First, it is undisputed that, as early as July 1998, Multnomah County authorities knew that defendant was incarcerated at the Gig Harbor facility.

Second, an inmate cannot make an effective request for final disposition under Article III of the IAD until a detainer has been lodged.

Third, there is conflicting evidence in this record as to when, if ever, Multnomah County authorities lodged a detainer against defendant at the Gig Harbor facility.   See, e.g., 203 Or.App. at 686-88, 126 P.3d at 1243-44.

 Fourth, consistently with Downing, to establish a “waiver,” the state must show either that the inmate-defendant was represented by counsel on the Oregon charges after the detainer was lodged or, if unrepresented, knew of the detainer and his or her rights under the IAD and knowingly failed to invoke Article III of the IAD.

Fifth, there is no evidence in this record that defendant was represented while incarcerated at the Gig Harbor facility until at least the summer of 2002.   Conversely, evidence in the record could support differing inferences as to whether, or when, defendant had sufficient awareness of any detainer and of her rights under Article III of the IAD to be deemed to have knowingly failed to invoke Article III.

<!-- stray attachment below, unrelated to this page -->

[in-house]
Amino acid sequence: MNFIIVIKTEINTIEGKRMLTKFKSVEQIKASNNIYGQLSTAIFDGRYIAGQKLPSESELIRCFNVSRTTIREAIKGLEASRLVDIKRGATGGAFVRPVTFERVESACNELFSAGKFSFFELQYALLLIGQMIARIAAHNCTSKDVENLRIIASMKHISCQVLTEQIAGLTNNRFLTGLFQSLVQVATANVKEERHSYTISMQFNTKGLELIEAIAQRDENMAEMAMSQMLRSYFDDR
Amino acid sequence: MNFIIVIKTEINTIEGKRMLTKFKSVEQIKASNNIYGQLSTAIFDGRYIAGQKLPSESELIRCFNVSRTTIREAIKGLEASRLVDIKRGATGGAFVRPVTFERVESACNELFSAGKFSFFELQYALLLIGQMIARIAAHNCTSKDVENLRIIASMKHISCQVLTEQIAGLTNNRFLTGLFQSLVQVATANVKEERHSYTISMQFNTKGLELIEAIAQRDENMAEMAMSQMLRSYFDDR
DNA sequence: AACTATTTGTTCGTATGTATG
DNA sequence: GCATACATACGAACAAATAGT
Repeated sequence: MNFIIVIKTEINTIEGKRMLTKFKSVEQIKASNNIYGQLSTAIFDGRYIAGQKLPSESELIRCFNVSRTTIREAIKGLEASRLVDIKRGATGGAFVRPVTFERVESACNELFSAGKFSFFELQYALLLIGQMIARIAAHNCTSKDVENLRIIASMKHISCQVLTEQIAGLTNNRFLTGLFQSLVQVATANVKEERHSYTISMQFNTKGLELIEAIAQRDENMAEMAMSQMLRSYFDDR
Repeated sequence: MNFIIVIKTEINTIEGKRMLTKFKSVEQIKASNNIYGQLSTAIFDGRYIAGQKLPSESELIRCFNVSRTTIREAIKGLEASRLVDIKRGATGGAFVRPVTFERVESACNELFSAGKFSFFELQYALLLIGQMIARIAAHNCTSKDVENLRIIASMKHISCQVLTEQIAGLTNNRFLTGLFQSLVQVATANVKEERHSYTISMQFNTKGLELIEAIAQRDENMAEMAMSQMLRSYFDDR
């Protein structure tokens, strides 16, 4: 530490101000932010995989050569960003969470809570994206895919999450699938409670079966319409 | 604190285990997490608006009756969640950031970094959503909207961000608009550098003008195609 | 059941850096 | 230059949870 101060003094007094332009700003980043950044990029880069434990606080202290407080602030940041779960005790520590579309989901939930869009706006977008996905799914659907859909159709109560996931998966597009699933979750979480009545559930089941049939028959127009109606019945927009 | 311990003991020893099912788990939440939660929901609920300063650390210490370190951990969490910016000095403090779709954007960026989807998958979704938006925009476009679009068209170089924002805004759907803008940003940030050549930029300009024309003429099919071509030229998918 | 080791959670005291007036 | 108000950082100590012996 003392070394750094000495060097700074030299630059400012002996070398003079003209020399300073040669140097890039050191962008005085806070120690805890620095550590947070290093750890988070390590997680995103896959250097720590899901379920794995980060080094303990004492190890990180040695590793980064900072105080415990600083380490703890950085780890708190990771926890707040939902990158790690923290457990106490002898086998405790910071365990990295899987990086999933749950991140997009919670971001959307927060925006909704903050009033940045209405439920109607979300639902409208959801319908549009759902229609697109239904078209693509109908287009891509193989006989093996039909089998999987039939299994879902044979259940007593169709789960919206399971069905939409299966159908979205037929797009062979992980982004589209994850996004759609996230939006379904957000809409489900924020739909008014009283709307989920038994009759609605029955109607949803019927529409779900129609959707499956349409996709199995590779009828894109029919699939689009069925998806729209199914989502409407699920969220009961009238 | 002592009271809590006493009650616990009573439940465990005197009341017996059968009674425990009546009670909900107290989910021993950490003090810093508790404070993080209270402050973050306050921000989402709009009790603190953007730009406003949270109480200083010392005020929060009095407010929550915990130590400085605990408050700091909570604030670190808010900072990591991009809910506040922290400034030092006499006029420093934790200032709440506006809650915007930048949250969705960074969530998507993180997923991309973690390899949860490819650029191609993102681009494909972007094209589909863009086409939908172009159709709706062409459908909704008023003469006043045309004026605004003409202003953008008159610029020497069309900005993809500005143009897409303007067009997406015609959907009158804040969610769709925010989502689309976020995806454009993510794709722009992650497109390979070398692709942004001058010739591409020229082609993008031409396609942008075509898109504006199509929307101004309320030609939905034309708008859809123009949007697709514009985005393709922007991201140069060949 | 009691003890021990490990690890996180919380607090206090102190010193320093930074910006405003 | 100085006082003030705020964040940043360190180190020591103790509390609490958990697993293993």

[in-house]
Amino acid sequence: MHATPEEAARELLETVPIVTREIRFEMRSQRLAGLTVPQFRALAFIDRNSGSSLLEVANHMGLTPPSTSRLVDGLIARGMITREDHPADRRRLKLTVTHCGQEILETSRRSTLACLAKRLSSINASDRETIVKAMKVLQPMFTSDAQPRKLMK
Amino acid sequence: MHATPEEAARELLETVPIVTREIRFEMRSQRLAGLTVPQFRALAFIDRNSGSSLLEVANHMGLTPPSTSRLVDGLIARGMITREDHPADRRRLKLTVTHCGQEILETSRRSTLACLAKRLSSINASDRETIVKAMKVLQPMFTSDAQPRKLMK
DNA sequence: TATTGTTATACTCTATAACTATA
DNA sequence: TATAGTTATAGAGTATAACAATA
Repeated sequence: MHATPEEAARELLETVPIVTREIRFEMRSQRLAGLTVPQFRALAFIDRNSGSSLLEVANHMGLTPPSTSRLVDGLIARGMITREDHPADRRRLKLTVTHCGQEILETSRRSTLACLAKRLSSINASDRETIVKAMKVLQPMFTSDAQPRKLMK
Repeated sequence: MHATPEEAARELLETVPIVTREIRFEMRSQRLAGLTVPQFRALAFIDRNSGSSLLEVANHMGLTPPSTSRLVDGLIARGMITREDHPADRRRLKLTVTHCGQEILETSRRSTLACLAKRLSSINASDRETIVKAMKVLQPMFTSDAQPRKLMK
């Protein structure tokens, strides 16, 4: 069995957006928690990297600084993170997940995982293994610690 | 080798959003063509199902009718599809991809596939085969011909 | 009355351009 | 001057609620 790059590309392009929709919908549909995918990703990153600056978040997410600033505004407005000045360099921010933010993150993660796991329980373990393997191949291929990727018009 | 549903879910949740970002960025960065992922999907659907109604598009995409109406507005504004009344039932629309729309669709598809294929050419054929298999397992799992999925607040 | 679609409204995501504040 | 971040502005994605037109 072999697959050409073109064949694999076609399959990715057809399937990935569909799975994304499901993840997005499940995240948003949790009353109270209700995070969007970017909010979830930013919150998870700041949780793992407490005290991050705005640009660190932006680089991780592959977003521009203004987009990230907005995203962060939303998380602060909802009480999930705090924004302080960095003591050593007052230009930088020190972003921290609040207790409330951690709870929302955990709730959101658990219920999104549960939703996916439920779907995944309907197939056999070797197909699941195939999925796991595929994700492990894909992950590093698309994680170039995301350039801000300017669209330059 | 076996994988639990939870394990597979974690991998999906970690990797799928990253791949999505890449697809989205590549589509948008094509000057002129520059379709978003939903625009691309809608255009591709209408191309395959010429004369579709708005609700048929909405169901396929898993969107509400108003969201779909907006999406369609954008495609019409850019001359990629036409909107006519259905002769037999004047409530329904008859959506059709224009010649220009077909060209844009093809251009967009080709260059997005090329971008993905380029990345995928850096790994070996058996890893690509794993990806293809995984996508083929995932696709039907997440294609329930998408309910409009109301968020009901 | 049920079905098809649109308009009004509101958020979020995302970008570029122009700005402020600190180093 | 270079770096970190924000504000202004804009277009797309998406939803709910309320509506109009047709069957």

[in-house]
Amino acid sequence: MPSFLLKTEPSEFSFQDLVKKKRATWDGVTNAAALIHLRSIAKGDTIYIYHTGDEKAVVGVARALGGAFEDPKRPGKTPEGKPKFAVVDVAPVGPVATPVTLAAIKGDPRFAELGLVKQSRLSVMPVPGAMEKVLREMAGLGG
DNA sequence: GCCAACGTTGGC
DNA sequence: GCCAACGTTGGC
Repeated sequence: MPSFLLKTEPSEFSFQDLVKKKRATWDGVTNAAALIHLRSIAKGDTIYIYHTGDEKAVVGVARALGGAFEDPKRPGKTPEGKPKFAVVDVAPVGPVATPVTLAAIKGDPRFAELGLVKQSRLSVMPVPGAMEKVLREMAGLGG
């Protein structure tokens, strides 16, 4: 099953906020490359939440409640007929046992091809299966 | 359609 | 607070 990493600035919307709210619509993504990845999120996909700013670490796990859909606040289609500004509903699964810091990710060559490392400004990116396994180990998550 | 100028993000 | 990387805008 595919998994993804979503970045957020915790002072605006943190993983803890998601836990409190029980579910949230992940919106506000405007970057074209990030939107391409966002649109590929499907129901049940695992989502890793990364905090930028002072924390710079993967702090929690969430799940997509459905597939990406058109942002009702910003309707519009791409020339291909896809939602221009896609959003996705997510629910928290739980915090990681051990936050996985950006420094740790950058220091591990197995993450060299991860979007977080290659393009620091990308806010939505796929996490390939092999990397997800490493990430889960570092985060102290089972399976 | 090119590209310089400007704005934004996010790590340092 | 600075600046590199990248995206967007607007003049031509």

Sixth, consistently with Downing, if an unrepresented inmate knowingly fails to seek a final disposition of pending Oregon charges pursuant to Article III of the IAD, any period of delay following that failure will be attributed to the defendant's “consent” for purposes of applying ORS 135.747.

 The logical and practical consequence of the foregoing considerations, in combination, is that defendant's entitlement to dismissal under ORS 135.747 depends on the resolution of two disputed factual matters:  (1) When, if ever, did Multnomah County authorities lodge a detainer against defendant at the Gig Harbor facility?   And (2) when, if ever, after the lodging of any detainer, did defendant, who was unrepresented, have a sufficient awareness of the detainer and of her entitlement under the IAD to request a final disposition of the Oregon charges?   The resolution of those two questions will, in turn, determine the proper apportionment between the state and defendant of the 55-month period of delay between March 1998 and October 2002.